Setting new school boundaries generally has been a low-key affair in Pasco County, and the current round is proving no exception.
Next year, though, officials say things might not go so smoothly as they take a wider look at attendance zones to balance enrollment in huge sections of the county.
"We're going to look at the boundaries for all of the west side middle and high schools" in preparation for opening what's expected to be the last new high school in that region for several years, planning director Chris Williams said.
Several mid-county elementary schools also could see student shifts for 2010 as the district draws maps for two new ones slated to open that year.
"I'm actually already getting calls from folks in the Oakstead (Elementary) boundary who are concerned about being rezoned," Williams said.
This year, committees have prepared attendance zones for Anclote High in Holiday and Watergrass Elementary in Wesley Chapel with little rancor or complaint. When neighborhood groups have raised concerns about traffic, driving distance and such, the committees have handled matters to most everyone's ultimate understanding, if not acceptance.
The district's planning office has received just a handful of calls and e-mails, considering the moves involve the transfer of more than 1,500 children. School Board members said they've not heard from anyone about the proposals that are headed for board consideration in February after parent meetings this week and next.
"Parents that serve on the committees have been our greatest asset," board member Allen Altman said. "They put self-interest behind the best interest of the county ... and have been the driving force behind why our boundary changes have gone so well."
That's not to say that boundary changes don't rattle some chains.
The Oak Ridge subdivision of New Port Richey organized to protest the possible transfer of its teens from Mitchell High to Anclote High.
"Oak Ridge was one of the first communities in the area to attend J.W. Mitchell," parent Lisa Gallagher wrote in one of about a dozen community e-mails to the district. "The children that do live in the community are volunteers and employees of local Trinity businesses. . . . They are small in numbers and I do not feel this unique community will impact the zoning and they should stay where they are."
The worries grew silent as the committee decided to recommend against moving Oak Ridge — at least for this year. It could get caught up in the wider changes planned for next year's rezoning.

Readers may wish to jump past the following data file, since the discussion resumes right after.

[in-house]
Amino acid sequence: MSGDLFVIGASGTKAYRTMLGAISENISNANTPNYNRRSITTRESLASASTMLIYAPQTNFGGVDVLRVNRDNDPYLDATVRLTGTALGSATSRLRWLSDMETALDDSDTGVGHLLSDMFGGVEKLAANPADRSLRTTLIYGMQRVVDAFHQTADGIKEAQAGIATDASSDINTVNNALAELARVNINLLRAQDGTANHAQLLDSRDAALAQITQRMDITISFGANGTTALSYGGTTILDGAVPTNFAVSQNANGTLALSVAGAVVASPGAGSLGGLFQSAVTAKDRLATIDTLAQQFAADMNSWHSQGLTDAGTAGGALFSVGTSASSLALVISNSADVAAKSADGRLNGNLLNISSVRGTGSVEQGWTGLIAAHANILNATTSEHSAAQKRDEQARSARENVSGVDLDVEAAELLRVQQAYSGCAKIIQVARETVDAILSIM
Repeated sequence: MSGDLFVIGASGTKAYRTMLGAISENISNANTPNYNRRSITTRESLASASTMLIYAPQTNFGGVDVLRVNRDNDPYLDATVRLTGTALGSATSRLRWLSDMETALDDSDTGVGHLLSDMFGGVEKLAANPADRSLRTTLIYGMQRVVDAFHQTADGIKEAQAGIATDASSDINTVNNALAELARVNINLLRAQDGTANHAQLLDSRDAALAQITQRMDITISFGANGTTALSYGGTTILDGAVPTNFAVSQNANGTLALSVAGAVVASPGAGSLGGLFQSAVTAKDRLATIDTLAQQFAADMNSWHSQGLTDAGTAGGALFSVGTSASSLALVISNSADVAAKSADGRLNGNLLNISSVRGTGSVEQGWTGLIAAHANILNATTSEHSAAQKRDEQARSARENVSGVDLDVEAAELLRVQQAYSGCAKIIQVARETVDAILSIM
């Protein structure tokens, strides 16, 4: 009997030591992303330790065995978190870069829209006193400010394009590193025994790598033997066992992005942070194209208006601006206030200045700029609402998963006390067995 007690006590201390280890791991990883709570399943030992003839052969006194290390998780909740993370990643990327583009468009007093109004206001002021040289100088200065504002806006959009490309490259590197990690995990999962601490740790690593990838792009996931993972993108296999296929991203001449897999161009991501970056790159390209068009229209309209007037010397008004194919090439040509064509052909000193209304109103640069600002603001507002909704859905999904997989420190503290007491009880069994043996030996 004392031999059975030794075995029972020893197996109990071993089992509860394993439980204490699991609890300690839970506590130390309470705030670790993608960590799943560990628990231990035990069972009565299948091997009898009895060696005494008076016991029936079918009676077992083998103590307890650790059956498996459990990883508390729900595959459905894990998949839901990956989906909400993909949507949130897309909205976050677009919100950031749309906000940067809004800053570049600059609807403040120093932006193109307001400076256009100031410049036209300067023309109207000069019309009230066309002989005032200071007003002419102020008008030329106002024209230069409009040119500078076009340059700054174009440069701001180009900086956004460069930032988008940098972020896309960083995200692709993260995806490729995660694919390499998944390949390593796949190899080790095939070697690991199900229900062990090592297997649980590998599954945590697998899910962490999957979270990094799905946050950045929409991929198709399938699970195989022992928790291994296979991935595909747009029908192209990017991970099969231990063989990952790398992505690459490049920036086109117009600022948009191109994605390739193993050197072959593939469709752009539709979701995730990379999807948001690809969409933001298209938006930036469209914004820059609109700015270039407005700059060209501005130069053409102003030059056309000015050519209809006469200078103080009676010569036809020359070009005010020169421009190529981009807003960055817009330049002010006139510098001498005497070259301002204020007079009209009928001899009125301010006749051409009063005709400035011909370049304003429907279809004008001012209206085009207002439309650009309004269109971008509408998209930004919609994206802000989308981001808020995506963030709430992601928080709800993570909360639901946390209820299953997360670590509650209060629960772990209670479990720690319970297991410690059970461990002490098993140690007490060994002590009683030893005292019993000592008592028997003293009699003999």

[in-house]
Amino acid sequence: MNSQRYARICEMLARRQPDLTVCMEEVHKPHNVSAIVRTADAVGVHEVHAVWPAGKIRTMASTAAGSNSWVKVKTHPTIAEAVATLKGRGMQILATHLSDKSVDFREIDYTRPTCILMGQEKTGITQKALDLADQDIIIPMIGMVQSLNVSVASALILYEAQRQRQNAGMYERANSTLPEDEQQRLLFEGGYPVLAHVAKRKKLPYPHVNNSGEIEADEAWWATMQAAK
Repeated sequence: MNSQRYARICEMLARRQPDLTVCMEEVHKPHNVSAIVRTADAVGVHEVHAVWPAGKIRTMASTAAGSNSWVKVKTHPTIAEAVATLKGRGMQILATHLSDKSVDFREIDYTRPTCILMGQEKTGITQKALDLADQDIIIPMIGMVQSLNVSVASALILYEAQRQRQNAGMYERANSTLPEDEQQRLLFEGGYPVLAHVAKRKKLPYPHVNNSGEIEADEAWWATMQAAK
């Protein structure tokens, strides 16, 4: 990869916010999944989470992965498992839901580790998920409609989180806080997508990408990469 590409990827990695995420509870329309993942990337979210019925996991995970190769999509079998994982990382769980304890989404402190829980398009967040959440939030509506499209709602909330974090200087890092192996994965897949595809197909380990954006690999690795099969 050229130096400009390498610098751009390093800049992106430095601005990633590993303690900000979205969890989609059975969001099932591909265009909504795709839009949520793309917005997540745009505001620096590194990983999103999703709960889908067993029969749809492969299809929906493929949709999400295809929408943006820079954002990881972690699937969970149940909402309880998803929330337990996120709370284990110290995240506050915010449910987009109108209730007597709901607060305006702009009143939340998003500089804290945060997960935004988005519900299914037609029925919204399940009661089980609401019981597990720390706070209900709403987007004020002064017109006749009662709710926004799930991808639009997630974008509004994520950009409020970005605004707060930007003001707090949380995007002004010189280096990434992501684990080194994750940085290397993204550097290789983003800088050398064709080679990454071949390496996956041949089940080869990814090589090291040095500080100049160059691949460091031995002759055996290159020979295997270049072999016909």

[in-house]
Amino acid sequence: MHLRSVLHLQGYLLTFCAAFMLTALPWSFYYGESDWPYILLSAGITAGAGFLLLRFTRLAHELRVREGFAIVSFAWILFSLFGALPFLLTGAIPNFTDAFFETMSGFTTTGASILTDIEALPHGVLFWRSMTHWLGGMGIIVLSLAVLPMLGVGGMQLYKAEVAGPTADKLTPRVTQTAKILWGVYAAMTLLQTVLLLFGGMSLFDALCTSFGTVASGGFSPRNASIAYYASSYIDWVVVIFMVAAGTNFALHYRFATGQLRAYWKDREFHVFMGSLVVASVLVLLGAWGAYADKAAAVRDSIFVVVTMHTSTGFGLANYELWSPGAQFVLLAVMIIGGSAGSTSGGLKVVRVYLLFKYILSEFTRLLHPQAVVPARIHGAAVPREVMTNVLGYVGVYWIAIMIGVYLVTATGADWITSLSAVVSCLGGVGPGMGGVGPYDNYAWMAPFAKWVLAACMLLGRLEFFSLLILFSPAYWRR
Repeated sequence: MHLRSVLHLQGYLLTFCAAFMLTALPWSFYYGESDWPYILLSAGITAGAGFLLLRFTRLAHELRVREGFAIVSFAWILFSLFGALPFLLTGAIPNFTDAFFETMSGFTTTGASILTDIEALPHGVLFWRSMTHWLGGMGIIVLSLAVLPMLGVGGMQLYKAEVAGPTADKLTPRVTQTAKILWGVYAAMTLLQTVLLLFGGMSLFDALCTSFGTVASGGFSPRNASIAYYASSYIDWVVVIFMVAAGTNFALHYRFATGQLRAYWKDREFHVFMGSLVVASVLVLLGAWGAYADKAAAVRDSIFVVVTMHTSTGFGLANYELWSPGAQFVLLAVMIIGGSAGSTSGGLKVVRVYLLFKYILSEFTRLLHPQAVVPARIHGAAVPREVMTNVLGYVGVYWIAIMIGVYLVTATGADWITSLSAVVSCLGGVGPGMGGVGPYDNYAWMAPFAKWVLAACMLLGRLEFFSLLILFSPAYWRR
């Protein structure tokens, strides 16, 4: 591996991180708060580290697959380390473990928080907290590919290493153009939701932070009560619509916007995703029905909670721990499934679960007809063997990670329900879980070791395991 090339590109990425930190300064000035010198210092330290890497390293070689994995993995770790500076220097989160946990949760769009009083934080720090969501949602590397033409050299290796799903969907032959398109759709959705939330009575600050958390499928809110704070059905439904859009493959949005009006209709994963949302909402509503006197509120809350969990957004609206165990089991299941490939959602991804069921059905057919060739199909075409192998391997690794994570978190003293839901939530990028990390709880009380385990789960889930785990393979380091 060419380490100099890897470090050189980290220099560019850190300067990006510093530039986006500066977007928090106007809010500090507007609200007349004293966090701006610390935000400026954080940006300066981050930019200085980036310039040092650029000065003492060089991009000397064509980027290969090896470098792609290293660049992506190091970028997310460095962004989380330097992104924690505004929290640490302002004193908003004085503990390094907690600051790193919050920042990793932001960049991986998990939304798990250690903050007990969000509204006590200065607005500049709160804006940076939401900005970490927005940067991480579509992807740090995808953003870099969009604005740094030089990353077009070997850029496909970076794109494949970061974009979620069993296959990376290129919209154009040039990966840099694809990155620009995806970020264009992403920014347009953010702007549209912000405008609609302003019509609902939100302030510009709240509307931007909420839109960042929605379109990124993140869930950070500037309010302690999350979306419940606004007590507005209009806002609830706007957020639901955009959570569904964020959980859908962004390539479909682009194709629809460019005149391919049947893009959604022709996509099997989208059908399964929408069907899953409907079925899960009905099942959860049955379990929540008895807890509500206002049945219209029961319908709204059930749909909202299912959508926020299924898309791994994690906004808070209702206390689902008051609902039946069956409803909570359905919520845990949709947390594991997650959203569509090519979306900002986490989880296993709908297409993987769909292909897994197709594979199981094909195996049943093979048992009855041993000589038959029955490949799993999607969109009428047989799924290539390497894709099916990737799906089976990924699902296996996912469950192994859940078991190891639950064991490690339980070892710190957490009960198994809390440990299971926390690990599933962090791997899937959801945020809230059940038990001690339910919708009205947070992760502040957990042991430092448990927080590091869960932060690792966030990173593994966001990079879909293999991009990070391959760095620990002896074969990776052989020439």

The general reaction to the new boundary, which would move all students who attended Paul R. Smith Middle to Anclote High, has been positive because most students and parents look forward to having a neighborhood school, Mitchell principal Ric Mellin said.
Gulf High had similar reaction, principal Steve Knobl said.
Mitchell will lose about 700 students, reducing its enrollment to closer to 1,800. Gulf High will send about 300 students to Anclote, shrinking its population to around 1,400.
Over in Wesley Chapel, the feedback has been even quieter.
The district has tried to relieve crowding at Wesley Chapel Elementary practically since it opened in 2002. At its peak, the school enrolled about 1,500 children. Even with the opening of three nearby schools — Seven Oaks, Double Branch and New River — the school has continued to use 32 portables today as its numbers kept shooting up.
Watergrass is expected to take about half of Wesley Chapel's 1,000 students. With development subsiding, "it seems like this will be the school that really gets us down to size," assistant principal Jeff McLean said.
Knowing that, few parents have complained about the proposal to move their kids to Watergrass, McLean said.
All bets are off when the district looks to rezone all of the middle and high schools west of the Suncoast Parkway while also looking at the boundaries for Lake Myrtle, Trinity, Sanders, Longleaf and Oakstead elementary schools.
The more people that rezoning touches, the more chances that arise for gripes, Altman noted.
Williams said he hoped to keep families as satisfied as possible.
"I'm very conscious of the fact that when we redraw boundaries, it impacts families," he said. But "it's one of the necessary evils that must be done."
Jeffrey S. Solochek can be reached at [email protected] or (813) 909-4614. For more education news, visit the Gradebook at blogs.tampabay.com/schools.